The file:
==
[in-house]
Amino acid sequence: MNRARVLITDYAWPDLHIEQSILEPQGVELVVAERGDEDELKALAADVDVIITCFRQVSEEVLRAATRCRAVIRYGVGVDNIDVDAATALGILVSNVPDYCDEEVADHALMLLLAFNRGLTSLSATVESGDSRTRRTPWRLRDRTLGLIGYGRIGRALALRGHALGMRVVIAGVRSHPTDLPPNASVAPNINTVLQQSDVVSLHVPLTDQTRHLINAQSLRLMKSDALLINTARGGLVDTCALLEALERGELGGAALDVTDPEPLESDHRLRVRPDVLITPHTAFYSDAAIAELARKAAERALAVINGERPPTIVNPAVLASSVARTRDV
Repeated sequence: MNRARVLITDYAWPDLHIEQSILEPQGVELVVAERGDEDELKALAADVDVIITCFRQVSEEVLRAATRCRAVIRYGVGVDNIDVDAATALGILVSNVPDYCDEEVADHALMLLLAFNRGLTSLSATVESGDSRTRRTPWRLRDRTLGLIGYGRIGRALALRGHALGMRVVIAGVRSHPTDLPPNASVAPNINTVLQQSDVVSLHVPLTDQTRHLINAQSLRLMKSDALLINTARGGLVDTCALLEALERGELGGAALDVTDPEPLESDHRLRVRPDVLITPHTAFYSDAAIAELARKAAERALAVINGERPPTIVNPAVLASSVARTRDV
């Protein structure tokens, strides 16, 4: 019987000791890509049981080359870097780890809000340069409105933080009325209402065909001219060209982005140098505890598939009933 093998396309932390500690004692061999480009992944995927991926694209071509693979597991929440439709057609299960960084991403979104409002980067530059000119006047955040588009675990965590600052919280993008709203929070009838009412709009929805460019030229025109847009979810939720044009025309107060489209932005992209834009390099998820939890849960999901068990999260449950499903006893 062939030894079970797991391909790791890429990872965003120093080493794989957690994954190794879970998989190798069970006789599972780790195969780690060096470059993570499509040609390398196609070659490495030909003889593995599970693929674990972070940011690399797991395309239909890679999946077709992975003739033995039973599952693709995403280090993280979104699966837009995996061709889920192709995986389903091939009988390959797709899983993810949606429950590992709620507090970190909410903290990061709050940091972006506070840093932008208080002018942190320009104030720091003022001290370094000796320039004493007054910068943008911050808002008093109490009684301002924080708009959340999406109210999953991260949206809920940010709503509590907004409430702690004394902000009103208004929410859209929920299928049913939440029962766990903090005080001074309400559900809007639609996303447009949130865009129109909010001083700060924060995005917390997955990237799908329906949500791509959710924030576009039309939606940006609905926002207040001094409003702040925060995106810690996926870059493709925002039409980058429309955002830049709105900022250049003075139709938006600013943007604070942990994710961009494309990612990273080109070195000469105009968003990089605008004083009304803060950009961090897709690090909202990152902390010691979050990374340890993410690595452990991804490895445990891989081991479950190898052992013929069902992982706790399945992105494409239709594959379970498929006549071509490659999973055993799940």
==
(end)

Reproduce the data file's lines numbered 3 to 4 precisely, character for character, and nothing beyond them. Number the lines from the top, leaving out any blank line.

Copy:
Repeated sequence: MNRARVLITDYAWPDLHIEQSILEPQGVELVVAERGDEDELKALAADVDVIITCFRQVSEEVLRAATRCRAVIRYGVGVDNIDVDAATALGILVSNVPDYCDEEVADHALMLLLAFNRGLTSLSATVESGDSRTRRTPWRLRDRTLGLIGYGRIGRALALRGHALGMRVVIAGVRSHPTDLPPNASVAPNINTVLQQSDVVSLHVPLTDQTRHLINAQSLRLMKSDALLINTARGGLVDTCALLEALERGELGGAALDVTDPEPLESDHRLRVRPDVLITPHTAFYSDAAIAELARKAAERALAVINGERPPTIVNPAVLASSVARTRDV
């Protein structure tokens, strides 16, 4: 019987000791890509049981080359870097780890809000340069409105933080009325209402065909001219060209982005140098505890598939009933 093998396309932390500690004692061999480009992944995927991926694209071509693979597991929440439709057609299960960084991403979104409002980067530059000119006047955040588009675990965590600052919280993008709203929070009838009412709009929805460019030229025109847009979810939720044009025309107060489209932005992209834009390099998820939890849960999901068990999260449950499903006893 062939030894079970797991391909790791890429990872965003120093080493794989957690994954190794879970998989190798069970006789599972780790195969780690060096470059993570499509040609390398196609070659490495030909003889593995599970693929674990972070940011690399797991395309239909890679999946077709992975003739033995039973599952693709995403280090993280979104699966837009995996061709889920192709995986389903091939009988390959797709899983993810949606429950590992709620507090970190909410903290990061709050940091972006506070840093932008208080002018942190320009104030720091003022001290370094000796320039004493007054910068943008911050808002008093109490009684301002924080708009959340999406109210999953991260949206809920940010709503509590907004409430702690004394902000009103208004929410859209929920299928049913939440029962766990903090005080001074309400559900809007639609996303447009949130865009129109909010001083700060924060995005917390997955990237799908329906949500791509959710924030576009039309939606940006609905926002207040001094409003702040925060995106810690996926870059493709925002039409980058429309955002830049709105900022250049003075139709938006600013943007604070942990994710961009494309990612990273080109070195000469105009968003990089605008004083009304803060950009961090897709690090909202990152902390010691979050990374340890993410690595452990991804490895445990891989081991479950190898052992013929069902992982706790399945992105494409239709594959379970498929006549071509490659999973055993799940």